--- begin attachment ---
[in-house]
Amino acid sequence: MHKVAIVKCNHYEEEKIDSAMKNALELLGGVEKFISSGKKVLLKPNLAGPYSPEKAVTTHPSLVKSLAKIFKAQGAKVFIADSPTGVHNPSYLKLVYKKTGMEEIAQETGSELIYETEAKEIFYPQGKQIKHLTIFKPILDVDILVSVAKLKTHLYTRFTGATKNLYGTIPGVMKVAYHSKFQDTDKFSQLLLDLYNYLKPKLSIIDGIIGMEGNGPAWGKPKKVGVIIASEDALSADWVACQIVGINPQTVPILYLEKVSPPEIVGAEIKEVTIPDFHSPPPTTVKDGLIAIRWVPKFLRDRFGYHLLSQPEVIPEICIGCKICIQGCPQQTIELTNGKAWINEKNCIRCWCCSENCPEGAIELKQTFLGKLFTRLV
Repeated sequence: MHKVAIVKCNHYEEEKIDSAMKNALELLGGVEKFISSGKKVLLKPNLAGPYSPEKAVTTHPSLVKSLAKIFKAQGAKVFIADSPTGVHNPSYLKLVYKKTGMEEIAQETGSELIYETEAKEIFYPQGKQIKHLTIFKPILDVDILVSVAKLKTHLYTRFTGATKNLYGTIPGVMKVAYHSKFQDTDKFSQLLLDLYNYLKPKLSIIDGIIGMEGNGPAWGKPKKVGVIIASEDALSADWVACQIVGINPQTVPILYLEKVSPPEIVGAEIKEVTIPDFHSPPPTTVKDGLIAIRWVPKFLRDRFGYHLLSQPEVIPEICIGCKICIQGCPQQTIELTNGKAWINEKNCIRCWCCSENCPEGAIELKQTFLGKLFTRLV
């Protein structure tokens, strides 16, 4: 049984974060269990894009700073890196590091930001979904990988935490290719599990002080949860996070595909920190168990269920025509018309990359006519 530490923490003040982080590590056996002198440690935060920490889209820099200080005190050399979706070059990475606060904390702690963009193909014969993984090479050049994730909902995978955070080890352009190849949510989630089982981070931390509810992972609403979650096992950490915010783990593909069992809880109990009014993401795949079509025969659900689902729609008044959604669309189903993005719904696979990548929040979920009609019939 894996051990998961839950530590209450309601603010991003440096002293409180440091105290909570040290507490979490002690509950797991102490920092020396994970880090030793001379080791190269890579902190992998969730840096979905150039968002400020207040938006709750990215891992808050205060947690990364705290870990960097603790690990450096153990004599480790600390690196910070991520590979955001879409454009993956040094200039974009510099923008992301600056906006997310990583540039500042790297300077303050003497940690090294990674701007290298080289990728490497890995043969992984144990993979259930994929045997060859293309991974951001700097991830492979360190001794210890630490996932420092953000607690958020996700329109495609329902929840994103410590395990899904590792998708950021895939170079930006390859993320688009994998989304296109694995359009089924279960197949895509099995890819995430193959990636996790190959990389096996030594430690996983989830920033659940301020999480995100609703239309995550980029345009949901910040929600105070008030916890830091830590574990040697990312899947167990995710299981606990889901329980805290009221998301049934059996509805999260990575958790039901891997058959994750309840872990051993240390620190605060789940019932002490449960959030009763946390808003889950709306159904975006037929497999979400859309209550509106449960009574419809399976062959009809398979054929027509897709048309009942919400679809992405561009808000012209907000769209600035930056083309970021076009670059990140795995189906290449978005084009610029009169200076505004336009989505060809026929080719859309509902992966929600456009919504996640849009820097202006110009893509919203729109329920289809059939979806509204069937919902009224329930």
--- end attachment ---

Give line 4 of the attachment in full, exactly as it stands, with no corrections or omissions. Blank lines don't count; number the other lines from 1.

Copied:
């Protein structure tokens, strides 16, 4: 049984974060269990894009700073890196590091930001979904990988935490290719599990002080949860996070595909920190168990269920025509018309990359006519 530490923490003040982080590590056996002198440690935060920490889209820099200080005190050399979706070059990475606060904390702690963009193909014969993984090479050049994730909902995978955070080890352009190849949510989630089982981070931390509810992972609403979650096992950490915010783990593909069992809880109990009014993401795949079509025969659900689902729609008044959604669309189903993005719904696979990548929040979920009609019939 894996051990998961839950530590209450309601603010991003440096002293409180440091105290909570040290507490979490002690509950797991102490920092020396994970880090030793001379080791190269890579902190992998969730840096979905150039968002400020207040938006709750990215891992808050205060947690990364705290870990960097603790690990450096153990004599480790600390690196910070991520590979955001879409454009993956040094200039974009510099923008992301600056906006997310990583540039500042790297300077303050003497940690090294990674701007290298080289990728490497890995043969992984144990993979259930994929045997060859293309991974951001700097991830492979360190001794210890630490996932420092953000607690958020996700329109495609329902929840994103410590395990899904590792998708950021895939170079930006390859993320688009994998989304296109694995359009089924279960197949895509099995890819995430193959990636996790190959990389096996030594430690996983989830920033659940301020999480995100609703239309995550980029345009949901910040929600105070008030916890830091830590574990040697990312899947167990995710299981606990889901329980805290009221998301049934059996509805999260990575958790039901891997058959994750309840872990051993240390620190605060789940019932002490449960959030009763946390808003889950709306159904975006037929497999979400859309209550509106449960009574419809399976062959009809398979054929027509897709048309009942919400679809992405561009808000012209907000769209600035930056083309970021076009670059990140795995189906290449978005084009610029009169200076505004336009989505060809026929080719859309509902992966929600456009919504996640849009820097202006110009893509919203729109329920289809059939979806509204069937919902009224329930």